Eleanor Harris has studied and practiced Egyptian divination and magic for more than 20 years. She inherited interest in Egyptian religion and magic from her father. Eleanor has been active in a contemporary Egyptian “House of Life,” which is dedicated to teaching and practicing traditional Egyptian magic. She earned her title Qematet en Tehuti, “Priestess of Thoth,” by authoring literary works, lecturing, and providing workshops for interested students. Her other books are The Crafting and Use of Ritual Tools and Pet Loss: A Spiritual Guide, both published by Llewellyn


5 E. A. Wallis Budge, Egyptian Book of the Dead, p. lxi, lxii.

6 Leemans, Monuments Egyptiens, Partie II, pp. 11, 183, 184 referred to in Egyptian Magic, p. 219. 


Our January Titles Are Here!

2016 has arrived, and so have our latest titles! Enjoy!

Hope & Healing for Transcending Loss – Ashley Davis Bush

When we lose someone close, it’s easy to feel unmoored. We need to find a new rhythm to our days and new ways to connect to 9781573246675the ones we’ve lost. Ashley Davis Bush wrote this book to offer you just that: small doses of comfort and hope for getting through your day when you are still heavy with grief. Each bite-sized reading offers reassurance that healing is possible, whether it’s an ordinary day of living with loss or a special anniversary day. Poetic words, combined with photographic images throughout the book, help provide solace along with the perspective that love always transcends even the deepest loss.

Death doesn’t end the relationship; it simply forges a new type of relationship—one based not on physical presence but on memory, spirit, and love.

(Conari Press)

Stay Healthy During Chemo – Mike Herbert, ND with Dr. Joe Dispenza

“This powerful book will change your perspective forever on recovering from cancer. It provides excellent and sound guidelines on protecting your immune system while undergoing and recovering from chemotherapy and will help you conquer your fears and anxiety and replace them with healing and hope.”Ann Louise Gittleman, America’s First Lady of Nutrition and author of the New York Times bestsellingThe Fat Flush Plan

“This book should be handed to newly diagnosed patients after their oncologist delivers the lifealtering news. I imagine the conversation going something like this: ‘The tests show that you have cancer. Our plan of treatment will focus on killing the cancerous cells, but you need to read this book and follow the five steps to stay healthy, strong, and, one day soon, be cancer free.” –Kirsten Rogers, founder of ChemoBites

9781573246750Chemotherapy works to beat your cancer, but it also takes its own toll on your body and your health. During treatment, it is more important than ever to do what you can to keep yourself strong and healthy. The best way of doing that is to work with your body’s innate healing powers.

This book offers a treasure chest of practical guidance for feeling good during chemo and beyond. And it does so through 5 basic steps, supporting you to:


  • Change your thinking and develop an attitude focused on healing.
  • Detoxify with therapeutic baths to promote healing from the inside out.
  • Eat the best foods to create a healing chemistry in your body.
  • Supplement your diet to support healing momentum.
  • Exercise and rest to speed the healing process.

Also included are 100+ simple recipes and a menu-planning guide.

(Conari Press)

Practical Astrology for Witches and Pagans – Ivo Dominguez, Jr.

More often than not, people think of astrology as a tool for divination or the exploration of one’s personality. Astrology is 9781578635757considerably more than that. It is a sacred science, a highly descriptive symbolic language, and it is also a technology that can be applied to ritual, herbalism, the use of crystals, and much more.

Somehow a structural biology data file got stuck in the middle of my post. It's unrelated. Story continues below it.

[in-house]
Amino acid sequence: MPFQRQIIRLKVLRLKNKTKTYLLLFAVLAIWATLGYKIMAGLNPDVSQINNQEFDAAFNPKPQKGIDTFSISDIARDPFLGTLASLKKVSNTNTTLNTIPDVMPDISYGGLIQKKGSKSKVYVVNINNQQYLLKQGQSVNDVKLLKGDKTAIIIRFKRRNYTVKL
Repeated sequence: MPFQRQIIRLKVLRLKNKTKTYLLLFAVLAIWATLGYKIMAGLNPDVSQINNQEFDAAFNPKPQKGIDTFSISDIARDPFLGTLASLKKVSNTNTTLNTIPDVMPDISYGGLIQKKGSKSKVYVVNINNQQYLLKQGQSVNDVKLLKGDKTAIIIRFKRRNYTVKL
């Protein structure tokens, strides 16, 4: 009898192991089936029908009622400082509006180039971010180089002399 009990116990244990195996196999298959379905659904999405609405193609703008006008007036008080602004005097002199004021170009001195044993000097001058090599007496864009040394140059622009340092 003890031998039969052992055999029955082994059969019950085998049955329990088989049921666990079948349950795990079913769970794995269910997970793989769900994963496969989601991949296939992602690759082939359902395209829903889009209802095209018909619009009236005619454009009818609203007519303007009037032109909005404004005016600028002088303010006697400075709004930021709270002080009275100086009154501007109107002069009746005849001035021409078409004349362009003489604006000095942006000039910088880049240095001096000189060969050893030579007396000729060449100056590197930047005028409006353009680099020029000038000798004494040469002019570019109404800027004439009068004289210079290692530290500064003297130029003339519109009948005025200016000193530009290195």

But it can be daunting to take on the study of Astrology. After all, it’s a field so huge it would take several lifetimes to master it. And that’s why Ivo Dominguez, Jr., wrote this book—to provide practitioners of magick with a Pagan perspective on Astrology and the core concepts of Astrology that are most useful to building rituals and creating effective magick.

When we look at an astrological chart, what we are actually looking at is a map of the multiple planes of existence summarized and flattened into an understandable diagram—a kind of magickal cartogram. Now, what to do with this map? How can we best use it in our magickal work? That’s precisely what you’ll discover in the pages of this concise, focused, and expertly presented book.

(Weiser Books)

Ancient Egyptian Magic – Eleanor L. Harris

9781578635917This new edition of Ancient Egyptian Magic takes you step-by step through Egyptian religions, magical philosophy, techniques of divination, and magical formulae thousands of years old. No previous experience with the subject is necessary—Harris explains the “hows” and “whys” of magical tools, amulets, words of power, divination, ceremony, and spells. Advanced practitioners will find especially useful instruction on actual Egyptian magical script as found in the ancient papyri such as The Leyden Papyrus, The Papyrus Ani (the Egyptian Book of the Dead), and other important works. Everything you need to start practicing ancient Egyptian techniques is here in your hands!

(Weiser Books)

The Courage to Be Yourself – Sue Patton Thoele

“More than any other author, Sue Patton Thoele has helped me understand what it is like to be a woman in today’s culture. She writes like an angel yet somehow transcends words and communicates directly to the reader’s heart. The Courage to Be Yourself is a classic, a masterpiece, yet it is so honest that each time you read it, it speaks with a fresh, new voice.” Hugh Prather, author of The Little Book of Letting Go

9781573246767Geared to women who too often find themselves meeting the wants of others at the expense of their own needs, The Courage to Be Yourself provides necessary tools to help readers transform their fears into the courage to express their own authentic selves. By sharing her own journey and the journey of other women, Sue Patton Thoele helps readers learn to set boundaries, change self-defeating behavior patterns, communicate effectively, and, most importantly, become a loving and tolerant friend to themselves.

(Conari Press)